Essay

Remembering Dubya

He seemed a natural leader even while at Yale

BOB MCKEOWN July 1 2002
Essay

Remembering Dubya

He seemed a natural leader even while at Yale

BOB MCKEOWN July 1 2002

Remembering Dubya

He seemed a natural leader even while at Yale

Essay

BOB MCKEOWN

LIKE HIM OR NOT, it is increasingly difficult to remember the presidential candidate George W. Bush, whose splintered syntax and befuddled body language made him such an inviting target to Will Ferrell and the gang at Saturday Night Live. Quite simply, the months since Sept. 11 were a montage of one presidential moment after another. And although there have been stumbles since, over the Middle East file and questions about who knew what and when concerning possible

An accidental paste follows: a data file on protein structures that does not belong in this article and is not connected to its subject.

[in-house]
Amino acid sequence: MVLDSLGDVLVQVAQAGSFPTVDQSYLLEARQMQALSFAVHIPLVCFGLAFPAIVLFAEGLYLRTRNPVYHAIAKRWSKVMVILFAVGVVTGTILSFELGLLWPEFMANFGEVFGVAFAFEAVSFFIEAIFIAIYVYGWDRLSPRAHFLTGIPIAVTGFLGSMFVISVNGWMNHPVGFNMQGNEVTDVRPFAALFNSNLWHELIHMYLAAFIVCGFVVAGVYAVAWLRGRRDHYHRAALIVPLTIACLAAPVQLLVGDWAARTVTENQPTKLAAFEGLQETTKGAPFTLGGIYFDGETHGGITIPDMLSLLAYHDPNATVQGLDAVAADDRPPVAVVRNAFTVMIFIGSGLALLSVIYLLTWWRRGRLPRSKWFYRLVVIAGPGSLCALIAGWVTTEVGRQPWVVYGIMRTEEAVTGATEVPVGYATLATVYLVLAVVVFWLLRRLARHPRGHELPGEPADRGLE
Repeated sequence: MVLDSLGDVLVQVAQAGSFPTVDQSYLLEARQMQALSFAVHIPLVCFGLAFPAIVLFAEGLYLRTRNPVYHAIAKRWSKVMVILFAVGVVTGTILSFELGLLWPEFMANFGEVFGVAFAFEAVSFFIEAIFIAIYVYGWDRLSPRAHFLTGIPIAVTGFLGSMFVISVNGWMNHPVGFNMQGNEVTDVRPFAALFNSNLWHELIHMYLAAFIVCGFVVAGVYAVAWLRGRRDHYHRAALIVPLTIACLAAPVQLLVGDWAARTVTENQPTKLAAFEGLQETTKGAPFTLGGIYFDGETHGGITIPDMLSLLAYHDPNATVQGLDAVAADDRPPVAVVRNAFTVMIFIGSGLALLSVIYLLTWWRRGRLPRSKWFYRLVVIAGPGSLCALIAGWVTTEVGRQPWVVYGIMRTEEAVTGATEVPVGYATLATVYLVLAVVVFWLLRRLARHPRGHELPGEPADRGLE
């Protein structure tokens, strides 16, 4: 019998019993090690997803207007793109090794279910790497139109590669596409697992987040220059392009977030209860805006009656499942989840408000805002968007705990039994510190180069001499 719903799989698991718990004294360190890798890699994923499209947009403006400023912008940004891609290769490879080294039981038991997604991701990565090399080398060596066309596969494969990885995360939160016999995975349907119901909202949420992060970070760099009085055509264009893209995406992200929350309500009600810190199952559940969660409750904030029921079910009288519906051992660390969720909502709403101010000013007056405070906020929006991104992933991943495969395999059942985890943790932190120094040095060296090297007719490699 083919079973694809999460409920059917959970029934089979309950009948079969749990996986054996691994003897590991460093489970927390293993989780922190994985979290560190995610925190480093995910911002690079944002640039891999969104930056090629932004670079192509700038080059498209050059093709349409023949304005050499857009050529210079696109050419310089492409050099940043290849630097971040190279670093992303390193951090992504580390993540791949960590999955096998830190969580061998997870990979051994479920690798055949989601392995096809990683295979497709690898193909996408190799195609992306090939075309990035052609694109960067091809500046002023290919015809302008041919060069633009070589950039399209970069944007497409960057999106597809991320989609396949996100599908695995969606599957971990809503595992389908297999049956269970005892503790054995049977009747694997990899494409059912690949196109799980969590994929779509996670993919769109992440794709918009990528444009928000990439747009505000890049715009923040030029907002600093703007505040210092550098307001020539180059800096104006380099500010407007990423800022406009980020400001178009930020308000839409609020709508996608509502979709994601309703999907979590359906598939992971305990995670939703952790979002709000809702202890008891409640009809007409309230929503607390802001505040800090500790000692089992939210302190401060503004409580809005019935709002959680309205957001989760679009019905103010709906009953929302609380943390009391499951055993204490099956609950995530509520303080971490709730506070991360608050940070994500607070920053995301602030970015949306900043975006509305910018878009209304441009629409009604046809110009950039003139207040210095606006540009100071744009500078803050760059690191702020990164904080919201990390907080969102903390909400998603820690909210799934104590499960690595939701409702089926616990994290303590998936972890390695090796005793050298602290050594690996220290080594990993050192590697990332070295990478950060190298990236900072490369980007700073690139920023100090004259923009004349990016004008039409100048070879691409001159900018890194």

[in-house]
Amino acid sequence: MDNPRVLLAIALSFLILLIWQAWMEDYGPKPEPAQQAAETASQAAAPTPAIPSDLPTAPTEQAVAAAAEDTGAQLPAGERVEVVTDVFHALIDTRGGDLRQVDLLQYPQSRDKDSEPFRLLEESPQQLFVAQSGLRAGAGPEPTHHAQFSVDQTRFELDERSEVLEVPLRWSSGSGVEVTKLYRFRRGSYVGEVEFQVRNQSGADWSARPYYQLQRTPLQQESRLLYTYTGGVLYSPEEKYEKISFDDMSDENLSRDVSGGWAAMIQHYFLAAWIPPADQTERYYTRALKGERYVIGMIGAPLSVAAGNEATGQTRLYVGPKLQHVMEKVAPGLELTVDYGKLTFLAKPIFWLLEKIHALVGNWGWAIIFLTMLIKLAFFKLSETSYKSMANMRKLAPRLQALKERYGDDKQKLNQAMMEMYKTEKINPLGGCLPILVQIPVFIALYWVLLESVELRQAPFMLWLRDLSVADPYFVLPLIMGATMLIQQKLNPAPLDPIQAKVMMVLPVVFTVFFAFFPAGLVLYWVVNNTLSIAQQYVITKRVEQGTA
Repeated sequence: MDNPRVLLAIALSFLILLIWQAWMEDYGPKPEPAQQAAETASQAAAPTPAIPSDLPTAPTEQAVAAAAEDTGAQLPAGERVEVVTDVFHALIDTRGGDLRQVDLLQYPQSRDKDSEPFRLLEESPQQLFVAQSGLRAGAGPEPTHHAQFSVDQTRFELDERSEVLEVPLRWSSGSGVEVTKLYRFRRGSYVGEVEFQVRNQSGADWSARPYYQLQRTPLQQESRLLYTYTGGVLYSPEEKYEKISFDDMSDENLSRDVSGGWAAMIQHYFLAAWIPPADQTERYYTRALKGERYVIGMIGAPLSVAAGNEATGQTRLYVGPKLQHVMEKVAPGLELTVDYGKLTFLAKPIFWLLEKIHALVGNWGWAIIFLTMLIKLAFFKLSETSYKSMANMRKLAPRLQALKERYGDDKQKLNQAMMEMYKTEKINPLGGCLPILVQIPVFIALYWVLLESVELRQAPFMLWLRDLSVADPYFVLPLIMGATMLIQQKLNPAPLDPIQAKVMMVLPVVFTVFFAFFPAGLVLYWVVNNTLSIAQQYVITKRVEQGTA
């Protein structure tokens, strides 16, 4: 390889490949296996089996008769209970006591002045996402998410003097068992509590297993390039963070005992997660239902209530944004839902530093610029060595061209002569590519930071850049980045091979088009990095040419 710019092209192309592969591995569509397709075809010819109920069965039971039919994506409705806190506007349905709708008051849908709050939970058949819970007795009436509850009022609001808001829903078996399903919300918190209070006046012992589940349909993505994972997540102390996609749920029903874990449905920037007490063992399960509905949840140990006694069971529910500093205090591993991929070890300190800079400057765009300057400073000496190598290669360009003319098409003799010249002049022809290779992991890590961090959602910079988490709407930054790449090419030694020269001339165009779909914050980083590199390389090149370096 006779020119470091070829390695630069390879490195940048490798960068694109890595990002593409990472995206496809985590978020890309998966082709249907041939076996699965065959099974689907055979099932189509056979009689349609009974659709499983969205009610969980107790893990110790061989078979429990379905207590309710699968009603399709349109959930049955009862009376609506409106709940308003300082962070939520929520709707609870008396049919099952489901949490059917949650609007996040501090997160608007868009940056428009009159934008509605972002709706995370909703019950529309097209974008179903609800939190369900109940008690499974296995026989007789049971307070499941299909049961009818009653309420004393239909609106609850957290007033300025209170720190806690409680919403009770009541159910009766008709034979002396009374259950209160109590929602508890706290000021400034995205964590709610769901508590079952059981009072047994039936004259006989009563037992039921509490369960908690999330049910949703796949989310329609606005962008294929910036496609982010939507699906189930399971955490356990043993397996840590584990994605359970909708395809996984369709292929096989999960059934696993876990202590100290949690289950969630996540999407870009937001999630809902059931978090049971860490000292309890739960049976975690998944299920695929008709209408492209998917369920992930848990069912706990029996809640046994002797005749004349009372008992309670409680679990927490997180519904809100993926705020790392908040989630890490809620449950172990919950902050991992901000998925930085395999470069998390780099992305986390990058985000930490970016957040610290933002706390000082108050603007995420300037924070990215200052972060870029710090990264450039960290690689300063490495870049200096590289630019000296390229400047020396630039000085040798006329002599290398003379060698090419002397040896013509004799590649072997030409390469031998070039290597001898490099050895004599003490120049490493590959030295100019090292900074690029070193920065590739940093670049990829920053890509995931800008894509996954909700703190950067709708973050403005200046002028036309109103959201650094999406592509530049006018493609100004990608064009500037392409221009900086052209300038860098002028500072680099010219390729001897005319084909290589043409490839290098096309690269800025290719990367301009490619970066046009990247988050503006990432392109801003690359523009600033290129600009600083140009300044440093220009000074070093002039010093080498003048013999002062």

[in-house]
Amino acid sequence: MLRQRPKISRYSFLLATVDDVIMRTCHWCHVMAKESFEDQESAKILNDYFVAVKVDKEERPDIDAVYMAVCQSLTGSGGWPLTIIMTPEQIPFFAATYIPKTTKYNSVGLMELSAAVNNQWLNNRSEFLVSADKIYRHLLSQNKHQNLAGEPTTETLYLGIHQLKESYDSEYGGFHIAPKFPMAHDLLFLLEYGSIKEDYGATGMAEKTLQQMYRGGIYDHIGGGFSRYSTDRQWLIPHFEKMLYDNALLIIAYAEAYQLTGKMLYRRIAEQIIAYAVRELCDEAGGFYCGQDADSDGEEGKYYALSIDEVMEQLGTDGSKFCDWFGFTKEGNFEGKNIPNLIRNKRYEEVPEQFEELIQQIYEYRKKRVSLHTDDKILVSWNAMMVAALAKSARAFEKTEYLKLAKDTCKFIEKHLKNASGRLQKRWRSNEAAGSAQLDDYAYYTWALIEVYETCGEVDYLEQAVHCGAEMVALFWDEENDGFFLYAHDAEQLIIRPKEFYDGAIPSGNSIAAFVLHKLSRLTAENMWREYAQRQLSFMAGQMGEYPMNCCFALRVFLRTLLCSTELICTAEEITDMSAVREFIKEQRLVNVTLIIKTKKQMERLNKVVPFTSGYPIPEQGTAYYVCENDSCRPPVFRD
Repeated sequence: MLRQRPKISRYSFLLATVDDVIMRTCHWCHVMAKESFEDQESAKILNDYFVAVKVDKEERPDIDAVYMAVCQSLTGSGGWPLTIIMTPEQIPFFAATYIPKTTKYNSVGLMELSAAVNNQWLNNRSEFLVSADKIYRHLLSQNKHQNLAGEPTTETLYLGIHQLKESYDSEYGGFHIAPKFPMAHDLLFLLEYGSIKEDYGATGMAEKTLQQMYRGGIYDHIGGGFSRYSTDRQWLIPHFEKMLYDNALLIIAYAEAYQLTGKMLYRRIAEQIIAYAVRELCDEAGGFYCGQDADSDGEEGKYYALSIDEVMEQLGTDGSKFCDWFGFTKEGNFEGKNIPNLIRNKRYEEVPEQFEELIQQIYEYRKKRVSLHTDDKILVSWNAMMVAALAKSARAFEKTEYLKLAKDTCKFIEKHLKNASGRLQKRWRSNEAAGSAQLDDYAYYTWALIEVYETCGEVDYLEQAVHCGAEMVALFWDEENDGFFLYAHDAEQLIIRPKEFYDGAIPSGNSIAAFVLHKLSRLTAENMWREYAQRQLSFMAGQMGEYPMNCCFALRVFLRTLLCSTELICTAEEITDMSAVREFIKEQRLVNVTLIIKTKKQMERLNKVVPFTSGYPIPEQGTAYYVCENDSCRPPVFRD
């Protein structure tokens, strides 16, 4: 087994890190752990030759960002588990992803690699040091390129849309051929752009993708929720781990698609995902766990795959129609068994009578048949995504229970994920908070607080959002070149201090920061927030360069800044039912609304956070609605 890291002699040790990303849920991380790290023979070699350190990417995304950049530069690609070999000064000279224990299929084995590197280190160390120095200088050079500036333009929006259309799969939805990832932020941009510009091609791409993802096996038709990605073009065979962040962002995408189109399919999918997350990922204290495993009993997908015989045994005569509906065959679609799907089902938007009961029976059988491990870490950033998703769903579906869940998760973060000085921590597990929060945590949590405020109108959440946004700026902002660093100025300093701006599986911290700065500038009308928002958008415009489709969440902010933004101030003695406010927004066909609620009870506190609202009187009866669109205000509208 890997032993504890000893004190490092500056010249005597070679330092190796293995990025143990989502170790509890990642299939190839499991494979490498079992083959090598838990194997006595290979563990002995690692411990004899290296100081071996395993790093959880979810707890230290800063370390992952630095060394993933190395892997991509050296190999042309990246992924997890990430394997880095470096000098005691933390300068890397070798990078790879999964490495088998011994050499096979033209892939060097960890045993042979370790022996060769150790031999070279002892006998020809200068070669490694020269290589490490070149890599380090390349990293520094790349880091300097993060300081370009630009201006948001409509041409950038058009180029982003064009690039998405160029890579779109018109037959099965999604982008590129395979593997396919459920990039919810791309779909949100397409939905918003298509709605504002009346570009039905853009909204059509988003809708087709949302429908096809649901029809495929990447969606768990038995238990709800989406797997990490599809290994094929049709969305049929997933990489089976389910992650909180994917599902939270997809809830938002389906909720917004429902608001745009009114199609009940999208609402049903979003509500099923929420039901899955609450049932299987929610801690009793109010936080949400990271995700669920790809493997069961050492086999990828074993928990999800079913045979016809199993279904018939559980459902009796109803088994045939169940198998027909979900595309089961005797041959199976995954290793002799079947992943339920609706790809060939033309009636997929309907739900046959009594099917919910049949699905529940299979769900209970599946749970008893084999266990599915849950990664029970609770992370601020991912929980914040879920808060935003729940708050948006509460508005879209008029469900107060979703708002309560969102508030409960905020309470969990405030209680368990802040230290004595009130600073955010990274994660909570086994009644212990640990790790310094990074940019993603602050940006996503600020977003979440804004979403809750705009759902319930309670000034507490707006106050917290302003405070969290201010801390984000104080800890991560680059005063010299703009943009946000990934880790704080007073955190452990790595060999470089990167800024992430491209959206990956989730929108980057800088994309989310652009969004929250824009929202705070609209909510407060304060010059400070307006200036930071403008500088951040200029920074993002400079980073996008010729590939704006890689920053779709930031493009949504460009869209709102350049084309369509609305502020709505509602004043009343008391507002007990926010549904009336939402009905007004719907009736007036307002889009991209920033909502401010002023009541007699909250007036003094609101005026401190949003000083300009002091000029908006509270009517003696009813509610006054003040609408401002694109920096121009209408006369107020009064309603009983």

terrorist attacks, his transformation is still remarkable, especially when I conjure up the image of the first time I laid eyes on the man who would become the 43rd president of the United States. It was 3 V2 decades ago, and at that very moment, he was straddling the crossbar of the goalpost at one end of Palmer Stadium in New Jersey, celebrating the Yale Bulldogs’ 29-7 triumph over the Princeton Tigers to win the Ivy League football championship.

George Bush—he didn’t seem to use the

“W” in those days—was leading a crowd of exultant Yalies in the singing of “Bulldog, Bulldog, Bow Wow Wow,” the school fight song penned by an alumnus named Cole Porter, Class of 1913. Bush was also exhorting all of us to help him tear the goalpost down so we could each take home a piece of Yale football history.

When the Princeton police arrived on the scene, they clearly had no intention of allowing such blatant destruction of university property. They reached up, hauled the future leader of the free world down from his perch and dragged him off the field. School legend has it that he was told charges would be dropped if he got out of Princeton by sundown.